Titov was a fine sportsman, and keen on gymnastics:

Service in the Air Force made us strong, both physically and morally. All of us cosmonauts took up sports and PT seriously when we served in the Air Force. I know that Yuri Gagarin was fond of ice hockey. He liked to play goal keeper. Gherman Titov was a gymnastics enthusiast, Andriyan Nikolayev liked skiing, Pavel Popovich went in for weight lifting. I don't think I am wrong when I say that sports became a fixture in the life of the cosmonauts.

He was the first person to suffer from space sickness (motion sickness in space) and was also the first person to sleep in space. He slept for roughly one orbit and was surprised to wake with his arms floating in the air because of the absence of normal gravity. He returned to sleep after he had his arms under a security belt and slept 30 minutes more than predicted by the flight plan. He stated, "Once you have your arms and legs arranged properly, space sleep is fine.... I slept like a baby". [9]

Titov appears with U.S. President John F. Kennedy and American astronaut John Glenn, 1962 Titov jfk glenn.jpg
Titov appears with U.S. President John F. Kennedy and American astronaut John Glenn, 1962

Though he had been suffering from space sickness during his orbit, Titov celebrated upon landing. His celebration is described as "a fit of euphoria" after landing, and on his return flight to Kubishev for debriefing, he alarmed the medical staff by opening and downing a beer, in complete violation of the rules. [10]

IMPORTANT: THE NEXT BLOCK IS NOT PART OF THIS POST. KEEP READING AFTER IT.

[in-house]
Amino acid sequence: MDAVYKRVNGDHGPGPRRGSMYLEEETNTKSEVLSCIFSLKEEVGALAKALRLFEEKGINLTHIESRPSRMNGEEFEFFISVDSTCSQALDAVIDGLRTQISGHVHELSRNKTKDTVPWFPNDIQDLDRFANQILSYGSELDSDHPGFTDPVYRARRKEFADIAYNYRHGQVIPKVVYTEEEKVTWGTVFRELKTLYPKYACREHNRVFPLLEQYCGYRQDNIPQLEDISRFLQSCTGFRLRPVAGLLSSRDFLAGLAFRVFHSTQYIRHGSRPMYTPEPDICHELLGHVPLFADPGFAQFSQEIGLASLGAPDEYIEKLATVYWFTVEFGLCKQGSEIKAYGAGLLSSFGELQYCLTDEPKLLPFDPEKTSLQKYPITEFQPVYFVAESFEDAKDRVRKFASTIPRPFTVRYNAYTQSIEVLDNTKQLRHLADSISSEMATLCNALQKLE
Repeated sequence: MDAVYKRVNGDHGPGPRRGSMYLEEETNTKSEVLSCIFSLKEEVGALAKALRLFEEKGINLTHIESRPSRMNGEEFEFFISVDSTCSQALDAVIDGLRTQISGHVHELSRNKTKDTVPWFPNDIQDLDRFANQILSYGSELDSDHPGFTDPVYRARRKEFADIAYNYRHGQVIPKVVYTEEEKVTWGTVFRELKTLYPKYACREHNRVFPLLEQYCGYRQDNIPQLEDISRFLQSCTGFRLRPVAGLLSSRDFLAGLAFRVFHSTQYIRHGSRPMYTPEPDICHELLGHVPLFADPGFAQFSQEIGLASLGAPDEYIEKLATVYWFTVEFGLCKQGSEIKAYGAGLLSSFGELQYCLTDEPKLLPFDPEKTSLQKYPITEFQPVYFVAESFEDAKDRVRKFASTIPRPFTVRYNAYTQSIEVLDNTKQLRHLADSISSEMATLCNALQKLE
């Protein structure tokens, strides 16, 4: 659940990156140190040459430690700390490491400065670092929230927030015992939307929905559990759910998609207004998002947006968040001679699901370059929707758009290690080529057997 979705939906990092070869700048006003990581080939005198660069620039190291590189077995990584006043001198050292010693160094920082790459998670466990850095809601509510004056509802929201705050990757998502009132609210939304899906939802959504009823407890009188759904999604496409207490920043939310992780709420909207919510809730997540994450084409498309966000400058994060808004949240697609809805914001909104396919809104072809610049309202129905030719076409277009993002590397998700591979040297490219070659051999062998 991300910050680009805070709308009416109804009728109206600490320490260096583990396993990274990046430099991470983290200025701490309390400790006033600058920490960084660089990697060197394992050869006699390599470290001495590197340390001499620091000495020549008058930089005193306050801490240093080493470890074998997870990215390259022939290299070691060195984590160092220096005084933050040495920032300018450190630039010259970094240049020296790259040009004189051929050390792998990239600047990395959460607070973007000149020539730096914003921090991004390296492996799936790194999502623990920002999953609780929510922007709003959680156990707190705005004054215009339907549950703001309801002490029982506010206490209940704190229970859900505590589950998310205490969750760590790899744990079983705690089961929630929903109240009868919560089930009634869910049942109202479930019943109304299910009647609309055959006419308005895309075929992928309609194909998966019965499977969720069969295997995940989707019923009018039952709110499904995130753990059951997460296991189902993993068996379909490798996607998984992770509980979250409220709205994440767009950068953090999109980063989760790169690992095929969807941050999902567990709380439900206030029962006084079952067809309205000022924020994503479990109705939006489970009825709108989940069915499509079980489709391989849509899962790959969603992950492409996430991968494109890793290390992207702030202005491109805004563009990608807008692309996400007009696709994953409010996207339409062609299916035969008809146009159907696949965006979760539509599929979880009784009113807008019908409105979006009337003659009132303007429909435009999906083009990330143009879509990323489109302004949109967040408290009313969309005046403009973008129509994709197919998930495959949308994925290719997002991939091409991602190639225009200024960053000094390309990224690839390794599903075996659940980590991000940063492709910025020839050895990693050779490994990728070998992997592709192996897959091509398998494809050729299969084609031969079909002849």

After landing, Titov was sent to hospital for further testing to ensure that he was not sick. After his mission, he reportedly engaged in behaviours that could be considered unacceptable for someone working within the space programme. [10] He is reported to have been enthralled in his love of women, excessive drinking, and fast cars, which caused some to theorise that his behaviour had potentially been another side effect of the space sickness he experienced from zero gravity. Further testing revealed that not to be the case. [10]

During a widely-publicised 1962 visit to Seattle to tour the Century 21 World's Fair, Titov was asked by reporters how his space flight affected his philosophy of life. He replied: "Sometimes people are saying that God is out there. I was looking around attentively all day but I didn't find anybody there. I saw neither angels nor God". [11] The utterance was used in Soviet anti-religion propaganda, but it was misattributed to Yuri Gagarin. [12]

Following his space flight, Titov assumed various senior positions in the Soviet space programme until his retirement in 1992. In 1995, he was elected to the State Duma as a member of the Communist Party of the Russian Federation. He died of cardiac arrest in his sauna at the age of 65 in Moscow. [13] He was buried in the Novodevichy Cemetery.

Awards and legacy